Close to the Sun

The year 2018 isn’t even a day old yet, but we’re already bathing in the most intense sunlight of the year. That’s because tomorrow Earth will be closest to the Sun for the year — a million and a half miles closer than the average distance of 93 million miles. That means that the amount of solar energy Earth receives at this time of year is a few percent greater than average.

The distance changes because Earth’s orbit is an ellipse — like a slightly flattened circle. All the planets follow elliptical paths around the Sun. Venus’s is the most nearly circular, while Mercury’s is the most lopsided.

You might expect Earth to warm up when it’s closest to the Sun, but that’s not really the case. Our planet does a good job of keeping the temperature about the same all year ’round. The atmosphere, oceans, and ground absorb the extra heat when we’re close to the Sun, and release it when we’re farther away.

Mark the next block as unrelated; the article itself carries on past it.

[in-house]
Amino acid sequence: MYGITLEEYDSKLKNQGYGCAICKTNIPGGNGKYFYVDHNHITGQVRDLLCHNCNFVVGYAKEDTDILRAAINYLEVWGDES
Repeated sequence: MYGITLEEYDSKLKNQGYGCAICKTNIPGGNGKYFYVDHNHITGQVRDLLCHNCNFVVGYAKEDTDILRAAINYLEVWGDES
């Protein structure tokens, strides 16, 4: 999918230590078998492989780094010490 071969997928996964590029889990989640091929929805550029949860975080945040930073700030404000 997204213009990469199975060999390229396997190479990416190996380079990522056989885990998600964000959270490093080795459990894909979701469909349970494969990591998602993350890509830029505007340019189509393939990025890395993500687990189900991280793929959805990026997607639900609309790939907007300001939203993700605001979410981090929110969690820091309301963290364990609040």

The varying distance does affect the amount of energy produced by solar panels — how much sunlight they receive determines how much electricity they produce. Of course, the situation is complicated by other factors. At northern latitudes, for example, the Sun is lowest in the sky for the year right now, so it doesn’t shine as directly on the panels at those locations. The sunlight also has to pass through a thicker layer of air, so more of it is absorbed before it reaches the ground — a real-world challenge presented by our varying distance from the Sun.

Script by Damond Benningfield

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